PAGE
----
Our global work environment has helped to create an even greater gap between those doing the work in the field and those running the organization. The policy and procedure (P&P) manual just does not address the reality of the work-a-day world on a drilling platform thousands of miles away from the home. Nor are the regulations (regs) any real indicator of what can go wrong. Add to this the multi-diversities of mixed country, mixed culture workforces that are reality at the job site, and it becomes even clearer that P&Ps and regs are not adequate safeguards for the people, the environment, or the capital investments in our global work world.
The P&Ps and regs are necessary foundational principles that provide important guidance. However, they do not address the complex underlying workplace cultural issues that occur 24/7 in an ever more dangerous, potentially disastrous work world that did not exist 40 years ago when the regs approach birthed the P&Ps. The challenging issue facing us is dealing with safety and environment cultures in an extremely disconnected workforce.
My experience in working with petrochemical and drilling industry organizations is that the people absolutely do care. They simply do not know what the underlying culture issues are, nor do they know how to fix the issues once they are presented with a good diagnosis. The culture of regs and P&Ps has not prepared them well for their ever more complex and challenging workplace reality. There is good news in this scenario: The people and organizations that make up the petrochemical work world are typically excellent problem solvers once they have a good picture of reality and some effective tools to work with.
In my experience a solution that has worked well is conducting a two phase safety/environmental culture assessment
- Phase one is a quantitative perception survey that points out the cultural reality strengths and weaknesses in management, front line supervision and hourly workforces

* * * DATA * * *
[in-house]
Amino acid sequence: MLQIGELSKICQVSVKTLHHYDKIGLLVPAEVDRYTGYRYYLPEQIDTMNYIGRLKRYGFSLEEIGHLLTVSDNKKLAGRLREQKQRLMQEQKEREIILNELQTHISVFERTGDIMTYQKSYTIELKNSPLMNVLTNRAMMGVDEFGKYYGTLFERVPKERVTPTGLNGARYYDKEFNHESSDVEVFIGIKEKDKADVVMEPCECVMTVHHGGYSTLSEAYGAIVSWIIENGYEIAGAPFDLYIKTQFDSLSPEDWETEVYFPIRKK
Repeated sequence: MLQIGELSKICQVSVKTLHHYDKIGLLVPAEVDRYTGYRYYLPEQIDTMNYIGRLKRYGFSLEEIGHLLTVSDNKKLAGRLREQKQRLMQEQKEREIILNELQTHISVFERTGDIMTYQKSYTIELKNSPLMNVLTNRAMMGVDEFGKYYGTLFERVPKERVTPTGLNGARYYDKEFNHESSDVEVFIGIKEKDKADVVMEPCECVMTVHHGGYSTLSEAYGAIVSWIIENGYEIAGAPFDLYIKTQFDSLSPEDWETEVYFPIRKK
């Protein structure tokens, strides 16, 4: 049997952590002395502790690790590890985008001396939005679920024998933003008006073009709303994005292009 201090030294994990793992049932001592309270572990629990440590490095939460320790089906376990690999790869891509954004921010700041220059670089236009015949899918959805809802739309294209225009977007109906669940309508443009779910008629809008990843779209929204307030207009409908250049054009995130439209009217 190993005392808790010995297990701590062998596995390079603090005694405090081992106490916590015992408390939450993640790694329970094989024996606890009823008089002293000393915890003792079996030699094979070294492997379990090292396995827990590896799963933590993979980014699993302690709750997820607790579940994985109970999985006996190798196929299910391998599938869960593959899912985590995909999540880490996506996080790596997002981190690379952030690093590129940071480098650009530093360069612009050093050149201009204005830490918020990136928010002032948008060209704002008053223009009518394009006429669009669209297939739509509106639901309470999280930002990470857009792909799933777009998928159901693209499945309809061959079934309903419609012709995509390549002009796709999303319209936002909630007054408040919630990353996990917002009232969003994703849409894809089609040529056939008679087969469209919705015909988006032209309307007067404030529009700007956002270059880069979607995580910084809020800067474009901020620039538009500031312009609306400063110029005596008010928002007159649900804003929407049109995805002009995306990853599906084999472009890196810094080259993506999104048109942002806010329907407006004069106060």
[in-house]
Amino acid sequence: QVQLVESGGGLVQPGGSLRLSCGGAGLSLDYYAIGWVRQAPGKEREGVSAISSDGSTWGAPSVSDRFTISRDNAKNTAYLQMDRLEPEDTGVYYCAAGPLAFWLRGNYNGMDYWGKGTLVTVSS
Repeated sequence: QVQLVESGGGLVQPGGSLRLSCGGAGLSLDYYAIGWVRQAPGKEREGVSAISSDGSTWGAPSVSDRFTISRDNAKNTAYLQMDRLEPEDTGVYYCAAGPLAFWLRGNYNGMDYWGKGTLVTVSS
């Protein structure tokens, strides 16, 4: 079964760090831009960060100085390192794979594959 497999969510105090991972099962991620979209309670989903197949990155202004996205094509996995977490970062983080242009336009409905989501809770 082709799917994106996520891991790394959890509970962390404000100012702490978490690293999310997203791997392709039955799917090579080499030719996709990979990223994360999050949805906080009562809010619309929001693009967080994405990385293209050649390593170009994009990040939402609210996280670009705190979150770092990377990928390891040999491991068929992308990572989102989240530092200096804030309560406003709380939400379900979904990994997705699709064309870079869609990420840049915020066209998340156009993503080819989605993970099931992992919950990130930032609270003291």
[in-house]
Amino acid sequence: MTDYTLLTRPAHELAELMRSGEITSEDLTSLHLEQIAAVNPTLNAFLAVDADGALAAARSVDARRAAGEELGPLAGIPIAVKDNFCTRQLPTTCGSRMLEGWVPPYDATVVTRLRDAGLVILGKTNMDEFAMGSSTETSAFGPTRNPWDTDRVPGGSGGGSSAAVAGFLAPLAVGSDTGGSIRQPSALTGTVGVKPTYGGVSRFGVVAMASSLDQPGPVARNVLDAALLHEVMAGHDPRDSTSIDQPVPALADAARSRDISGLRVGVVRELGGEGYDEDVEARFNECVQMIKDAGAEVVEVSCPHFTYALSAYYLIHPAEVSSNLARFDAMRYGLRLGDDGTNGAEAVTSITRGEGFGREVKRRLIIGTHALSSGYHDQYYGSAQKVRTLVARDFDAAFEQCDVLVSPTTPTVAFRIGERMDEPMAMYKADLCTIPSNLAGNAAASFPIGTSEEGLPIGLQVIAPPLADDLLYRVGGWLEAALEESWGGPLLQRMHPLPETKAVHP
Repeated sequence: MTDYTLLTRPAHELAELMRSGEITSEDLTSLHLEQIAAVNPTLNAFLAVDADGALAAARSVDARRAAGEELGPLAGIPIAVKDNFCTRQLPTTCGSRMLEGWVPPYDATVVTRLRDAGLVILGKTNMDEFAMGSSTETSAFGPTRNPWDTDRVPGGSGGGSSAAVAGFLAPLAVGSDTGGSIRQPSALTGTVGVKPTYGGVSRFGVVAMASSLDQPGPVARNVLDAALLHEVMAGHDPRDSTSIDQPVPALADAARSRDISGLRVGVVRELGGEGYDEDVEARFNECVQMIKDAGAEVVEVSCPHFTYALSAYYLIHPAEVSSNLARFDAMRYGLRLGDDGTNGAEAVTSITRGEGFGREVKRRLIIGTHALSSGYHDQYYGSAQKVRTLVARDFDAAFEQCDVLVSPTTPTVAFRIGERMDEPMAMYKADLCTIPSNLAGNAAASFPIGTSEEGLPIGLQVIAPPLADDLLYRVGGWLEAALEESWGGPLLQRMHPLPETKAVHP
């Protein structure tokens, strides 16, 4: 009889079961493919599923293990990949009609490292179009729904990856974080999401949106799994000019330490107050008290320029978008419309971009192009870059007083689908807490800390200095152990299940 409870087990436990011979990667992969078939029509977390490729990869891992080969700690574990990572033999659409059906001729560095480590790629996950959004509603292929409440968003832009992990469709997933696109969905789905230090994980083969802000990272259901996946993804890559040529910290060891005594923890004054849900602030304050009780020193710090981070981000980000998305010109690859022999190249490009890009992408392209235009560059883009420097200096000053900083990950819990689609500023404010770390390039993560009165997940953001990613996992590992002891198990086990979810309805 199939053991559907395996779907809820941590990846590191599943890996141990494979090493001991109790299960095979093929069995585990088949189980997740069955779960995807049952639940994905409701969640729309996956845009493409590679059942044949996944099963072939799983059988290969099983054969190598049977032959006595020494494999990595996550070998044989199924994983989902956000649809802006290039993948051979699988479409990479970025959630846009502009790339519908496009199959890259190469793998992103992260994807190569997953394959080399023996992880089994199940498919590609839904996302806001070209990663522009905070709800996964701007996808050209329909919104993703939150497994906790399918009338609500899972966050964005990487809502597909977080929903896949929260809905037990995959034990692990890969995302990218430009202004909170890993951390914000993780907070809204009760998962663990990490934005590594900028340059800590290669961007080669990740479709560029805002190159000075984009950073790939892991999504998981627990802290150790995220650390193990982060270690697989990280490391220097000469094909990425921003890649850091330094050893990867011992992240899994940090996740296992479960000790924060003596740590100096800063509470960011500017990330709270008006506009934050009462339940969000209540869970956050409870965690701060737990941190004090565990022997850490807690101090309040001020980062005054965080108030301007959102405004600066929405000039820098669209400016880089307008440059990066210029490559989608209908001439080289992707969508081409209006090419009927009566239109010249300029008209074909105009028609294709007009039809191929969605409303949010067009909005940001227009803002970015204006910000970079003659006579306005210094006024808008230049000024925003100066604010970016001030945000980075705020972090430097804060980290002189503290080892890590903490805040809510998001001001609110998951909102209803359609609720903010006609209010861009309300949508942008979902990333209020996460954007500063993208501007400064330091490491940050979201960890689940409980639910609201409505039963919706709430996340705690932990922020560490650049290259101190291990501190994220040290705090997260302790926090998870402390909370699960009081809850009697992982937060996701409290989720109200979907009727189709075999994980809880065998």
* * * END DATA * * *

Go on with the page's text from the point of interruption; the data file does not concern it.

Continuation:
- Phase two is the performance of qualitative interviews that engage people from each of the levels of the organization in a dialogue that fleshes out the issues noted in the quantitative perception survey.
- Obviously this leads to the next step, which is an interactive discussion with leaders from all three organization levels. From this step comes a strategic and tactical plan to address and resolve the safety/environmental culture shortfalls that are true indicators of potential disasters
· The second part of the solution is training volunteer members from all levels of the organization in developing solutions to indicated weak areas. The training is all about engaging members of the workforce in solving the culture issues that the regs and P&Ps do not address. The process here is Continuous Improvement teams that engage all levels of the organization in a relentless pursuit of a zero incident workplace.
This approach has been proven to work time and again in the global zero error quality cultures that have given us incredible gains in product quality, reliability and sustainability over the last 40 years. This approach works in going beyond the regs and P&Ps to continually focus on the elimination of real and potential physical and cultural hazards that can lead to the disasters we must avoid in our current and future global, extremely diverse work world.
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